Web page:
Shows that allow coaches backstage, limit the possibility of positive relationships to be formed amongst competitors or a connected competitive experience. Many times athletes will stick to their coaches, their respective ‘team members’ and not put themselves out there to get to know other competitors outside of their own small circle. Coaches at times, “helicopter parent” their athletes to the point in which the athlete can no longer make a decision for themselves without consultation of their coach.  Was that one mouthful of water, or two? Should I be pumping up now? When do I put my suit on? When do I go on?   Coaches who do everything for their athletes, discourages creating an independent and autonomous athlete. At times the coach becomes a mediator between the organizers, and the athlete, in which the athlete should be finding out this information on their own.  They are not taught critical thinking in the competitive sense, where they can have confidence in what they are about to do without consultation.  YOU are there competing – not your coach.

It is essential for organizers/promoters to create a positive experience backstage especially when newbies are involved.  Creating a complete and positive competitive experience is important in order to foster returning athletes who want to compete year after year, and eventually move up the ranks.    They are your generation next and feeder system to help continue the growth, support, and longevity of bodybuilding & fitness events.   Your athletes are your show.  Your coaches are not.

There is so much more to the day, than just stepping onstage. It is a celebration of all the hard work, dedication, persistence, perseverance, commitment, and sacrifice you have made over the past weeks, months, and years.  There are many who start the process who never finish it by stepping onstage. “Athletes only” backstage ensures the competitive experience to be created by the athletes, camaraderie, develops independence, confidence, fosters autonomy for future shows, and critical thinking skills for what they have prepared for, and most importantly it allows them to branch out and get to know other competitors. They are not being watched by their coach to know how to act, or whom to talk to. It creates a sense of honest competition without the any prejudice of where you train, or happens to be your coach. When you move up the ranks, your coach will NOT be backstage with you. You as an athlete need to be able to rely on yourself, and have confidence in what you are about to do, as the coaching/training process is complete the moment you arrive at the show. Now it is time to show what you practised, and have a wonderfully silly, positive, fun, different, vibrant, exciting, and unique competitive experience.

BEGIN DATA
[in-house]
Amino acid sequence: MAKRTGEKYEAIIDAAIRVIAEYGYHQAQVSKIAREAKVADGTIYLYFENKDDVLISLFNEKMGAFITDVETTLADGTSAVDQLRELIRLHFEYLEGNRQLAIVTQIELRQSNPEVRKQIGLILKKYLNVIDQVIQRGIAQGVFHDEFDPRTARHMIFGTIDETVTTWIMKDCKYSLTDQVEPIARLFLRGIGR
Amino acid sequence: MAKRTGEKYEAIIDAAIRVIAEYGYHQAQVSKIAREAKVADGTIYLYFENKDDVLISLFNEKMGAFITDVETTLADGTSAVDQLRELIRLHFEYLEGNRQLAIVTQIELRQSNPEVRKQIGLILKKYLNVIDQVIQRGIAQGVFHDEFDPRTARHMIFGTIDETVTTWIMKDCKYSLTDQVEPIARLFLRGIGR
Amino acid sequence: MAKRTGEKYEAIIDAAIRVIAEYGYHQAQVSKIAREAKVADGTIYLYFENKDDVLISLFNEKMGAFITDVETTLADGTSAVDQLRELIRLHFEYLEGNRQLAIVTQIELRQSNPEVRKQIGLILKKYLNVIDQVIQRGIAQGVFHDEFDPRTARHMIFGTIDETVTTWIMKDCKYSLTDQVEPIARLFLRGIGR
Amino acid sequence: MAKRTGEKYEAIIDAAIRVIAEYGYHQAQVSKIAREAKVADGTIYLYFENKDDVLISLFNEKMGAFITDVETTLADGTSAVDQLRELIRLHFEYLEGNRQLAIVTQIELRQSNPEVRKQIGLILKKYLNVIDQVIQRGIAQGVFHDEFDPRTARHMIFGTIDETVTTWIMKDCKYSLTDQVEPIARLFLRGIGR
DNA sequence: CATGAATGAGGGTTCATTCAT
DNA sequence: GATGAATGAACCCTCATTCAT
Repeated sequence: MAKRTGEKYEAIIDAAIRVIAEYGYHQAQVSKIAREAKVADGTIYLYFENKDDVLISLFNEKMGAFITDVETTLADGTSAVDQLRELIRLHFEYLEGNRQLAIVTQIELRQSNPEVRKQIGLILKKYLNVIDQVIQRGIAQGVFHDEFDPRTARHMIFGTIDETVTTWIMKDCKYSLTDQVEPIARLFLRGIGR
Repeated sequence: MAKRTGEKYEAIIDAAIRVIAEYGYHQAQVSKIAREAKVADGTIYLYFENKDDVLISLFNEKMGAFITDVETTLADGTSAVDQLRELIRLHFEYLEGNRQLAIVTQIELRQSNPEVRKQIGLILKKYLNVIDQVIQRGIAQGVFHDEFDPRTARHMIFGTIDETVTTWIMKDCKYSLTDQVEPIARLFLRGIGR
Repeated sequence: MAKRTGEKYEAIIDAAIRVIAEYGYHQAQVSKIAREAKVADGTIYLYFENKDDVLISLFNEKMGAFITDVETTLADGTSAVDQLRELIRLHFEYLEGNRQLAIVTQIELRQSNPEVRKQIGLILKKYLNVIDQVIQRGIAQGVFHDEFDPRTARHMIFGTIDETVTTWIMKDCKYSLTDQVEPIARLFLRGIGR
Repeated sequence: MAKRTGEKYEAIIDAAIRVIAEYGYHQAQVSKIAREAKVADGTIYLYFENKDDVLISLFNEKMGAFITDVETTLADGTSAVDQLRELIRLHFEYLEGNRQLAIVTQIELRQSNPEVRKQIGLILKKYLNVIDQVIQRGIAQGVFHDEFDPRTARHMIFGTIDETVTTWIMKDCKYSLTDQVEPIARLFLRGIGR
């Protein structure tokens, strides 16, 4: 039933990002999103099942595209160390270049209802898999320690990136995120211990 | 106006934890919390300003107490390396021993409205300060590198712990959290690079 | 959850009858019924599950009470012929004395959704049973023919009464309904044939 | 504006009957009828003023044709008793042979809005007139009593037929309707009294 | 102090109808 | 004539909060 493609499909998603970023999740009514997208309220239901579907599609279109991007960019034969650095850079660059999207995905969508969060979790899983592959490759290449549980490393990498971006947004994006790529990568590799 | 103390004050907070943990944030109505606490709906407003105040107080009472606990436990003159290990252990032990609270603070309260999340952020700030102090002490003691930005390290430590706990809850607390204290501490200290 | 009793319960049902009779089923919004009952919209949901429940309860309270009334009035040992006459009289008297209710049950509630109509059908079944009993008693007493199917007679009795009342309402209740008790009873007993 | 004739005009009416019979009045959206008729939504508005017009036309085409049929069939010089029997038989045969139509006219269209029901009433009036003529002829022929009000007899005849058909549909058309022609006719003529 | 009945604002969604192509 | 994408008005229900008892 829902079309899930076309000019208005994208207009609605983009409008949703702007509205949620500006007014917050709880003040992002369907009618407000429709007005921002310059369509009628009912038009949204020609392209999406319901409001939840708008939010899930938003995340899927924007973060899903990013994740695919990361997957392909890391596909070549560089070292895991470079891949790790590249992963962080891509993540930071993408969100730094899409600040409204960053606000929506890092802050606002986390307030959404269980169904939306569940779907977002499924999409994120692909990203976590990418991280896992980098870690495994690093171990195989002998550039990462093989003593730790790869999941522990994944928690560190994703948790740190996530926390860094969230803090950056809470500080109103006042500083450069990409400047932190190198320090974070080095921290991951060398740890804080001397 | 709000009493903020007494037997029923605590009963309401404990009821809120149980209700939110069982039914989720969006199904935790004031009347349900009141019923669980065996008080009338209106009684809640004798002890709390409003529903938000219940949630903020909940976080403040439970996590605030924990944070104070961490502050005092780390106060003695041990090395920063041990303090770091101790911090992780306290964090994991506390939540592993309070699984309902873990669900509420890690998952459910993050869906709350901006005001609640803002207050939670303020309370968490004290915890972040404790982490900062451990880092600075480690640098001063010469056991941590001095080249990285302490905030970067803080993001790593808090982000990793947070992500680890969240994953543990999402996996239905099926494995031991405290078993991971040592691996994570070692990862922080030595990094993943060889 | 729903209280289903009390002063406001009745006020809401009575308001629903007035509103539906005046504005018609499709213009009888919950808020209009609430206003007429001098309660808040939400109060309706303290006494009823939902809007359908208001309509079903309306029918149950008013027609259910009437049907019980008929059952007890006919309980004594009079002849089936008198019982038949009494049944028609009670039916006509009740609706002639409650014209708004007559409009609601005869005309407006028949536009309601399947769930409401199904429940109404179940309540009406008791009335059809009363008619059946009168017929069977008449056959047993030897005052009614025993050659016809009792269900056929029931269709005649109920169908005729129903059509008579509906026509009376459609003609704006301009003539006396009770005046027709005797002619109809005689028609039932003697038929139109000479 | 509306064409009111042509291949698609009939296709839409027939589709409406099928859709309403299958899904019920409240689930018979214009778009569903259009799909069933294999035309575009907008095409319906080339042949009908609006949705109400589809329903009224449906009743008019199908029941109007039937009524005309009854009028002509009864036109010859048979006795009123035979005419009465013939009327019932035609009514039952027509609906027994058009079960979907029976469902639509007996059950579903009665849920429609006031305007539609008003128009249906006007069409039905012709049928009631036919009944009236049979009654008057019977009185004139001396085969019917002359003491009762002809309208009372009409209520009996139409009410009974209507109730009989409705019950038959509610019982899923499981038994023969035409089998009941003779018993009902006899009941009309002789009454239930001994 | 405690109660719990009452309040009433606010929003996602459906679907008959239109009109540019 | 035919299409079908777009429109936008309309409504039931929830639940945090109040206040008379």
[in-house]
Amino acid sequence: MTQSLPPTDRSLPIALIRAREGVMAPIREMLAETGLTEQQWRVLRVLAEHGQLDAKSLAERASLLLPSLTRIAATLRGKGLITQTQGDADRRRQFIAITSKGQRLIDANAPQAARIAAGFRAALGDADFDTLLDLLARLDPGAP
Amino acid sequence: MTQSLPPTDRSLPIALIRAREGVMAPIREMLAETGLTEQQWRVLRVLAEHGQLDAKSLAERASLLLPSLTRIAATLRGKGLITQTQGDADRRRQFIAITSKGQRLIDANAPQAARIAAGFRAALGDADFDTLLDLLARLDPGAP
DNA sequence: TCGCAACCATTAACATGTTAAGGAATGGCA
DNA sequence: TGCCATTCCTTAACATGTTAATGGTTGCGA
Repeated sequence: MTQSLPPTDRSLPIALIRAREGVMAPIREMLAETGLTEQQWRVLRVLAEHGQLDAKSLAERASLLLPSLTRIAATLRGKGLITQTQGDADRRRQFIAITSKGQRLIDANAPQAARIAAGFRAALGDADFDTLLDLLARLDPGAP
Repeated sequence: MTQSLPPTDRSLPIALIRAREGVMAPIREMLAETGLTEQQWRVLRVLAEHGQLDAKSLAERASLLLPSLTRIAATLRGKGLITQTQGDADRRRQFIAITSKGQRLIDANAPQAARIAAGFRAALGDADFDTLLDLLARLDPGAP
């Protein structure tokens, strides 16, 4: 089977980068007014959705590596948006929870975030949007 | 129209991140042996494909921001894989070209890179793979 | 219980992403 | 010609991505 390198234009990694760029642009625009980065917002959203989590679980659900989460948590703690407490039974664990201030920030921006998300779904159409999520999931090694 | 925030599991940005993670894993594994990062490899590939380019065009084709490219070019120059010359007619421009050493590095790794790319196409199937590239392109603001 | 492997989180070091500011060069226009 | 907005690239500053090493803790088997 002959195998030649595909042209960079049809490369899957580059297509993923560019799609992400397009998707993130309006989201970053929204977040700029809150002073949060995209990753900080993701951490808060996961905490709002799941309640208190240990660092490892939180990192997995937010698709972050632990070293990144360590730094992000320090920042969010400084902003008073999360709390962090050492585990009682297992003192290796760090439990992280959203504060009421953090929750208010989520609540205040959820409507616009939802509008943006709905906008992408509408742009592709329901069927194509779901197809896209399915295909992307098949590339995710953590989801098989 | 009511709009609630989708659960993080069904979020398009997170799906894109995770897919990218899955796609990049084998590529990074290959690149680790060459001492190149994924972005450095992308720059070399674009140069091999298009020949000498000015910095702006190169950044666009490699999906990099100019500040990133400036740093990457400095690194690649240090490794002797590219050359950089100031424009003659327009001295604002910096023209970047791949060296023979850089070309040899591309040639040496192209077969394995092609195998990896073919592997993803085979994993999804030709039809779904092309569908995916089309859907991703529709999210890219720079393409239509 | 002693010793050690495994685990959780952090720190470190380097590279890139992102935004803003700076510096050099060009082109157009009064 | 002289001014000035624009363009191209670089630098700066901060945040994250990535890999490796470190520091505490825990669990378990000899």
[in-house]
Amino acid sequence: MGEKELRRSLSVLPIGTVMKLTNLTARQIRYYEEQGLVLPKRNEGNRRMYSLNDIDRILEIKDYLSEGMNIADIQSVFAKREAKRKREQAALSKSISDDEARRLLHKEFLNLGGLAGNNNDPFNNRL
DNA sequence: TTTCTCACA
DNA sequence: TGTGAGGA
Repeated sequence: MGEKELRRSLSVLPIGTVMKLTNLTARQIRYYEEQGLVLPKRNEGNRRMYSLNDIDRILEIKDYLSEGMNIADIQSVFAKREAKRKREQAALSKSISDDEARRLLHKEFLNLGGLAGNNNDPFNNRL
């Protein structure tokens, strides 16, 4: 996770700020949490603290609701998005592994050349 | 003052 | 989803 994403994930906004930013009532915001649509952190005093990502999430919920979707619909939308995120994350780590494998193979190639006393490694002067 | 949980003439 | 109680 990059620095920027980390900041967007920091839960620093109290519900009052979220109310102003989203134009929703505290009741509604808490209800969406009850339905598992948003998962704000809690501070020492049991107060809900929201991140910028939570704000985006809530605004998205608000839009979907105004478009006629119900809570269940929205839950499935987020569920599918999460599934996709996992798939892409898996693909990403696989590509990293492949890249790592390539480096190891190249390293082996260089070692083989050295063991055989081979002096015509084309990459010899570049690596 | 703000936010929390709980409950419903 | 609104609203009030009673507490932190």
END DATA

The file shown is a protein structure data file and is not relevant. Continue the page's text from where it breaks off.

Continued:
If your first experience competing sucks, you are not likely to do it again. I find it sad that some girls have had this crappy experience with physique shows and it is so poor they don’t even want to mention that they ever stepped onstage.

youcandoitYou as the athlete have the ability to create your own experience. How you approach your competition experience will determine whether you feel that the experience was a positive one, or just a waste of your time/money and physical efforts.   Who wants to feel that they just spent the last 6-12 months of their life in a bubble, and feel no satisfaction out of the experience they just had.

Coaches, on the day of the show, need to take a step back, and trust that your athlete will do all they have been trained to do on the day of the show. Remind your athlete (s) about fostering good relationships within the industry, and encourage them make friends, in light of a highly competitive experience.  This will help ensure a positive experience on the day of the show, leaving feeling accomplished, rather than defeated no matter the outcome.

Feel free to let me know your thoughts,